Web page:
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Let $f(n)$ be the largest real solution of

$$x^n - x^{n-1} = 1 $$

As $n$ grows to positive infinity we get the asymptotic :

$$ f(n) = 1 + \frac{\ln(n)}{n} + \frac{\exp(2)}{n^2} + ...$$

Where the value $\exp(2)$ is optimal !

( and $...$ means smaller term(s) )

Notice $f(2)$ is the golden mean.

How to show this asymptotic ?


Edit

Corrected the formula.

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  • $\begingroup$ Wow, I suppose I take that back. The fact that $\exp(2)$ is optimal seems interesting... $\endgroup$ – Simply Beautiful Art Feb 17 '17 at 23:25
  • $\begingroup$ I checked up to $n=10^{10}$, and for $n>11900$, $f(n)>1+\frac{\exp(2)}n$, and it seems to me that there is no constant $c$ such that $f(n)=1+\frac cn+\dots$, as after $n=2\times10^9$, or so, $f(n)=1+\frac{2.5\exp(2)}n+\dots$ looks more optimal. $\endgroup$ – Simply Beautiful Art Feb 17 '17 at 23:34
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    $\begingroup$ This is incorrect: if $x=1+b/n$, then the LHS behaves like $e^bb/n$ for large $n$. I believe the correct asymptotics is $f(n)=1+\log n/n + o(\log n/n)$. $\endgroup$ – user138530 Feb 18 '17 at 0:19
  • $\begingroup$ @ChristianRemling Pretty close to what I was thinking. Again checking, that holds much better, as far as I can tell. $\endgroup$ – Simply Beautiful Art Feb 18 '17 at 0:26
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    $\begingroup$ making edits that totally change a possible answer to a questions are really crappy... $\endgroup$ – tired Feb 18 '17 at 11:07
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A rough outline.

The first few terms in the asymptotic are

$$ f(n) = 1 + \frac{W(n)}{n} + \frac{W(n)^2}{2n^2} + \cdots, $$

where $W$ is the Lambert-W function, so the stated asymptotic is incorrect.

First show that, with $x = 1 + \frac{W(n)}{n} + \frac{z}{n}$, where $z = O(1)$, we have

$$ x^n - x^{n-1} - 1 \to e^z - 1 $$

uniformly as $n \to \infty$. Conclude by Hurwitz's theorem that

$$ f(n) = 1 + \frac{W(n)}{n} + \frac{\epsilon_n}{n} $$

with $\epsilon_n \to 0$ as $n \to \infty$. Substitute this into the equation

$$ f(n)^n - f(n)^{n-1}-1 = 0 $$

and apply asymptotic simplifications to conclude that $\epsilon_n \sim W(n)^2/(2n)$ as $n \to \infty$.

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Let $f(n)=1+\epsilon(n)$. Then, $f^n(n)-f^{n-1}(n)=1$ becomes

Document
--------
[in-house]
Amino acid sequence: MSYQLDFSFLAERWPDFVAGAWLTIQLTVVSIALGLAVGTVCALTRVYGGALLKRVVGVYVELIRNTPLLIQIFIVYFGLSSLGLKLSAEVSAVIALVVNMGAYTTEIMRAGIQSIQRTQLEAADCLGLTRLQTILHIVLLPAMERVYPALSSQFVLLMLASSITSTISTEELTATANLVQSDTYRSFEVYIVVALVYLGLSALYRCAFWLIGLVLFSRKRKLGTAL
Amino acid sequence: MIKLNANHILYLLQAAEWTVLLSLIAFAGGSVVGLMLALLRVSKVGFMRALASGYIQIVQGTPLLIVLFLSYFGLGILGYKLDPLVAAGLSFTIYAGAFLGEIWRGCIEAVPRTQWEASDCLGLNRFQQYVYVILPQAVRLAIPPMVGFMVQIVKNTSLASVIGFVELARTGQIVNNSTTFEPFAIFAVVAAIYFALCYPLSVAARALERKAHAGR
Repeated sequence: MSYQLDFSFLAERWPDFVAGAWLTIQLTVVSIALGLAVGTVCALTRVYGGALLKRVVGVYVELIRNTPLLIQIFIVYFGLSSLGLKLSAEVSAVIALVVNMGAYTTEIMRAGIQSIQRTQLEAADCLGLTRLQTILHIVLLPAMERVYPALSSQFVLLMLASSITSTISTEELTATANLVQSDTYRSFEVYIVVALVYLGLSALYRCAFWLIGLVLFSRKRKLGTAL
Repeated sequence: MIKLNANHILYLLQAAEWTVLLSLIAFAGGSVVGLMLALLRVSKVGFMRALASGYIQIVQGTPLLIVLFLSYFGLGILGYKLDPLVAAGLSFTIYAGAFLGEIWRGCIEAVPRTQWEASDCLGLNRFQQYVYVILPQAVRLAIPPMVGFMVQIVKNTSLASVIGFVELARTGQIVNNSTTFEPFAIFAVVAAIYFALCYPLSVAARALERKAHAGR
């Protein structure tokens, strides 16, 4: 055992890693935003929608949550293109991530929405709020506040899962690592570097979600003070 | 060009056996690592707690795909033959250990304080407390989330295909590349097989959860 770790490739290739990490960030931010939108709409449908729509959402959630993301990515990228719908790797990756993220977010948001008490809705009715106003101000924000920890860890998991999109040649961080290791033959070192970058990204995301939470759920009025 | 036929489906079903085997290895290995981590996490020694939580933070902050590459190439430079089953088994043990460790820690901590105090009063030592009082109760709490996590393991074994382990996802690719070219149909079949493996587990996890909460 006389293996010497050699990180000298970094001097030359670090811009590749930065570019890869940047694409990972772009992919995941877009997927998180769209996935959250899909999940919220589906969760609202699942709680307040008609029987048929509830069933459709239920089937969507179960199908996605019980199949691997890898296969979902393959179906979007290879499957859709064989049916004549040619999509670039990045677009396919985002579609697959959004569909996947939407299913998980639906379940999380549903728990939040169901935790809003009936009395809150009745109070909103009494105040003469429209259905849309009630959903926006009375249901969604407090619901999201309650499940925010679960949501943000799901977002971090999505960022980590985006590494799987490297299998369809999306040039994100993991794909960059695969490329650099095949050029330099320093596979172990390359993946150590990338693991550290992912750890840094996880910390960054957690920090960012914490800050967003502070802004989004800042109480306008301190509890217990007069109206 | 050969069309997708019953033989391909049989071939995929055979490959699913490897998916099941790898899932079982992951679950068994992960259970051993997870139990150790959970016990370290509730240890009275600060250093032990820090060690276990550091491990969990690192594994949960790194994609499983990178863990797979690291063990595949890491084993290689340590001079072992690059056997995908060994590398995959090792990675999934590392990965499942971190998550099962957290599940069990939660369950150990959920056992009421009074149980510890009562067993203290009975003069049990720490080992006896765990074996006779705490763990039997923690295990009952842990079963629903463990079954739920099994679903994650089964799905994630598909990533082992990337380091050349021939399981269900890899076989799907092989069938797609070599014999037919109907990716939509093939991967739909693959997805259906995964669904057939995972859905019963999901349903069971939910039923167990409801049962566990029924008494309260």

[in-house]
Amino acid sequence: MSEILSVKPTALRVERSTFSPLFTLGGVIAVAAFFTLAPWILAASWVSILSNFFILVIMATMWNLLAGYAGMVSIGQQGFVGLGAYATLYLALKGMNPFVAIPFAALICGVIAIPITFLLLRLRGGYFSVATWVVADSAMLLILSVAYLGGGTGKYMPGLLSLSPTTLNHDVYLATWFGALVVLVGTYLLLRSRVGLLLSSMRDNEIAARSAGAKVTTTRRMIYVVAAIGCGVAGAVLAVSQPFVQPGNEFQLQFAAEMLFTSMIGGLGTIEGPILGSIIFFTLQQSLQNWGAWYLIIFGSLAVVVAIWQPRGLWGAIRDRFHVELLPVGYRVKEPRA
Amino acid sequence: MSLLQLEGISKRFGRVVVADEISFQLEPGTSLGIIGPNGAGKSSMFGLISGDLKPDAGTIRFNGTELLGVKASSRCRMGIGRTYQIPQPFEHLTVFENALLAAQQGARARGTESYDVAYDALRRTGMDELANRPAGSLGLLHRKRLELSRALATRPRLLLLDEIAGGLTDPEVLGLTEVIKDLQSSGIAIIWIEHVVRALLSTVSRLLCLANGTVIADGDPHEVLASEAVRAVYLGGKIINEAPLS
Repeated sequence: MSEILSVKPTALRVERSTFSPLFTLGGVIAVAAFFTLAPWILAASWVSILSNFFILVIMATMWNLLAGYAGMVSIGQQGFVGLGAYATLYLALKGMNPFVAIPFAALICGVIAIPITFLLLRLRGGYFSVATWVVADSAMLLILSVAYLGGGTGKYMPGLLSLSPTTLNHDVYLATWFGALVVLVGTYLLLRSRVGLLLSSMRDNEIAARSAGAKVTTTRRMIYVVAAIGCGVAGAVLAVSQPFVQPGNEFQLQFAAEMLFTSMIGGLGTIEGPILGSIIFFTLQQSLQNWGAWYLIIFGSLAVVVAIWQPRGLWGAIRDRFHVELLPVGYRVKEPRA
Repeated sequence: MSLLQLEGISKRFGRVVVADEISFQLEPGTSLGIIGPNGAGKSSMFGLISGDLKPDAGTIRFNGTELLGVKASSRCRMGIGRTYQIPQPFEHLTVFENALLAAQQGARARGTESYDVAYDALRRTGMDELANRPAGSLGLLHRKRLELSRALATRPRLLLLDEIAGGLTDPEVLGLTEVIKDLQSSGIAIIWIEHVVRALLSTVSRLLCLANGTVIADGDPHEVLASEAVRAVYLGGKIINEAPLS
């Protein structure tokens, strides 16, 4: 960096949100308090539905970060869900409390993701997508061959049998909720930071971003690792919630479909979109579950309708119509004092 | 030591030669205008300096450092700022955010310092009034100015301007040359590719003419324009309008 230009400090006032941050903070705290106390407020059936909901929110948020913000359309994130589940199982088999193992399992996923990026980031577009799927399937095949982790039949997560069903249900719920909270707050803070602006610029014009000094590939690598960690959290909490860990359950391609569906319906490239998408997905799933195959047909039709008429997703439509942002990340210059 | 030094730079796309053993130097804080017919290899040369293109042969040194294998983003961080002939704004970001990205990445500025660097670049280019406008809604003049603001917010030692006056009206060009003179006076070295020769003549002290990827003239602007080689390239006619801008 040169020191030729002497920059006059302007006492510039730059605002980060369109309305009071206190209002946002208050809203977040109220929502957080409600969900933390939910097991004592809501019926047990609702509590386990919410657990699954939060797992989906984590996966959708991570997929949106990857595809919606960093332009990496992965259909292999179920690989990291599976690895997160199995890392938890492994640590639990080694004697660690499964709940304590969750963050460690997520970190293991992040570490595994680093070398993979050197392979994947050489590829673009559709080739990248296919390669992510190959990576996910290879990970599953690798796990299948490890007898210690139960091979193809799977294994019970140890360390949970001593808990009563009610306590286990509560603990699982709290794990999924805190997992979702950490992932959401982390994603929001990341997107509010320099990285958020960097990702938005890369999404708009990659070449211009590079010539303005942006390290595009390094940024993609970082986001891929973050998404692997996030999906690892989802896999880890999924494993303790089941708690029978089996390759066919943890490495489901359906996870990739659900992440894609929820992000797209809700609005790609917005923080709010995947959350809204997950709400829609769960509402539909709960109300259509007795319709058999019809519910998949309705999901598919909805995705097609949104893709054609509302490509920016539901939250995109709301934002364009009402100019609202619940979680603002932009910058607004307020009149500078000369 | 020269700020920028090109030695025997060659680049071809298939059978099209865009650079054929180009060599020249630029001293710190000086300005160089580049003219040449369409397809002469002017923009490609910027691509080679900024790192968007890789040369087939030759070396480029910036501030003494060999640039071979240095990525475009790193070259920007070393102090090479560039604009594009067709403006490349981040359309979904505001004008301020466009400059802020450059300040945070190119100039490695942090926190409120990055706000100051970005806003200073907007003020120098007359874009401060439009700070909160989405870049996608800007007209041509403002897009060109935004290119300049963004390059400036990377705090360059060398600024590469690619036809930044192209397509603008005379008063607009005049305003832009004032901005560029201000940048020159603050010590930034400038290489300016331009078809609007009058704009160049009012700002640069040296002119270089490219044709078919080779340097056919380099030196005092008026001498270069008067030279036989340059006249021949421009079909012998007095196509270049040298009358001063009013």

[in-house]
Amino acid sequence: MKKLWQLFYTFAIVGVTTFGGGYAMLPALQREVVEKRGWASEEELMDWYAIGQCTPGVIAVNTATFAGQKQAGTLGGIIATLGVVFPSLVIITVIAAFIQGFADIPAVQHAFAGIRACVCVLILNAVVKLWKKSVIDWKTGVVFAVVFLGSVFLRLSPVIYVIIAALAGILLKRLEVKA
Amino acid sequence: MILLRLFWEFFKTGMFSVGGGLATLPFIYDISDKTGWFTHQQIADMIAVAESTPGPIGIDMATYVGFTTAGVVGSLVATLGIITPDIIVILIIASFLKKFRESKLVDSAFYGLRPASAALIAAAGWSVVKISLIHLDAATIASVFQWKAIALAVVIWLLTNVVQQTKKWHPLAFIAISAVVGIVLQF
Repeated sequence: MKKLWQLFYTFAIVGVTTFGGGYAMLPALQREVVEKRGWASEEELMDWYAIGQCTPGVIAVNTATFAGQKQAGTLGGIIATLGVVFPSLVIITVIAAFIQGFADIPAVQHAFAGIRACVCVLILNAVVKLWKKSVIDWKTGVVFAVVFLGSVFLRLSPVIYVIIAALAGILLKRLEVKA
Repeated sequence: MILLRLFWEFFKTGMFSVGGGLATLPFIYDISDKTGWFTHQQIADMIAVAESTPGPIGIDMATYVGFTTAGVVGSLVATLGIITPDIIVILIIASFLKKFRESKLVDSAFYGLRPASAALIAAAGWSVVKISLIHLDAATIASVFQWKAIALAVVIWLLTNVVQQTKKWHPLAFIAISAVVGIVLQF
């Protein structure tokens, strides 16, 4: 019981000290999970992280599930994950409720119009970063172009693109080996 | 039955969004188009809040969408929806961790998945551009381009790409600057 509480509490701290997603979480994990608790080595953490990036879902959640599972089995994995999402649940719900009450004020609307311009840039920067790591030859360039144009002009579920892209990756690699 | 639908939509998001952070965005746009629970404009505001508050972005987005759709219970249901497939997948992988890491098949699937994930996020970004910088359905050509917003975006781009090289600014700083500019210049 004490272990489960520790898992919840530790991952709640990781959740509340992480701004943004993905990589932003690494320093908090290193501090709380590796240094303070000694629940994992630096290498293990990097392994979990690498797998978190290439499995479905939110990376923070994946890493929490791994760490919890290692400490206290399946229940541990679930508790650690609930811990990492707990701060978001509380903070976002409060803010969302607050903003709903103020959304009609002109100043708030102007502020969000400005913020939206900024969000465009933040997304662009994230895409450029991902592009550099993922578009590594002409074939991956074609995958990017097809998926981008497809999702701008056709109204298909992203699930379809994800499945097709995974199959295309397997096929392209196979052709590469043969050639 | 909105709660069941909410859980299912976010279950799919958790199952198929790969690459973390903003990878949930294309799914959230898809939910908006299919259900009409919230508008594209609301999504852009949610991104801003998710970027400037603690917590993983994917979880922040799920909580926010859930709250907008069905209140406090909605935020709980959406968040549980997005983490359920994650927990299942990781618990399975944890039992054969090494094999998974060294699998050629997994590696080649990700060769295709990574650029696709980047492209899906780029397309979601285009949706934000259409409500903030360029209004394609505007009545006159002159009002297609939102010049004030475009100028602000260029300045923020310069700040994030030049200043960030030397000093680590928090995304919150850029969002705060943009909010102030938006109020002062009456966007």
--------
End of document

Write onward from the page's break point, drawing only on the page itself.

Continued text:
$$(n-1)\log(1+\epsilon(n))+\log(\epsilon(n))=0$$

As $n\to \infty$, $\epsilon(n)\to 0$. Hence, we have

$$(n-1)\epsilon(n)+O(n\epsilon^2(n))+\log(\epsilon(n))=0 \tag 1$$

We can write $(1)$ equivalently as

$$(n-1)\epsilon(n)e^{(n-1)\epsilon(n)}=(n-1)e^{O(n\epsilon^2(n))}\tag 2$$

which using Lambert's W function is given by

$$\epsilon(n)=\frac{1}{n-1}W\left((n-1)e^{O(n\epsilon^2(n))}\right)\tag 3$$

Using the first term in the large argument asymptotic expansion of $W$ yields

$$\begin{align} \epsilon(n)&\sim \frac{1}{n-1}\log((n-1)e^{O(n\epsilon^2(n))})\\\\ &\sim\frac{\log(n-1)}{n-1}\\\\ &\sim\frac{\log(n)}{n} \end{align}$$

Hence, we find that the first two terms in the expansion of $f(n)$ for large $n$ is given by

$$\bbox[5px,border:2px solid #C0A000]{f(n)\sim 1+\frac{\log(n)}{n}}$$

And we are done!

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  • $\begingroup$ I am sorry to refer to this old post, but: How do you get from (1) to (2)? I do not see this immadiately. $\endgroup$ – mathfemi Jan 22 '18 at 11:05
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    $\begingroup$ Exponentiate both sides of $(1)$ and multiply by $n-1$. $\endgroup$ – Mark Viola Jan 22 '18 at 16:38
  • $\begingroup$ @MarkViola Another question: You are using the large Argument Expansion of W. Could you please explain why the Argument of W, which here is $(n-1)e^{O(n\varepsilon^2(n))}$, is "large" here? $\endgroup$ – mathfemi Jan 22 '18 at 19:47
  • $\begingroup$ Note that we are analyzing the asymptotic behavior as $n\to \infty$. $\endgroup$ – Mark Viola Jan 22 '18 at 22:02
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    $\begingroup$ @Rhjg I'll have a look. It's been quite a while since I posted this answer. $\endgroup$ – Mark Viola Sep 11 '18 at 14:40

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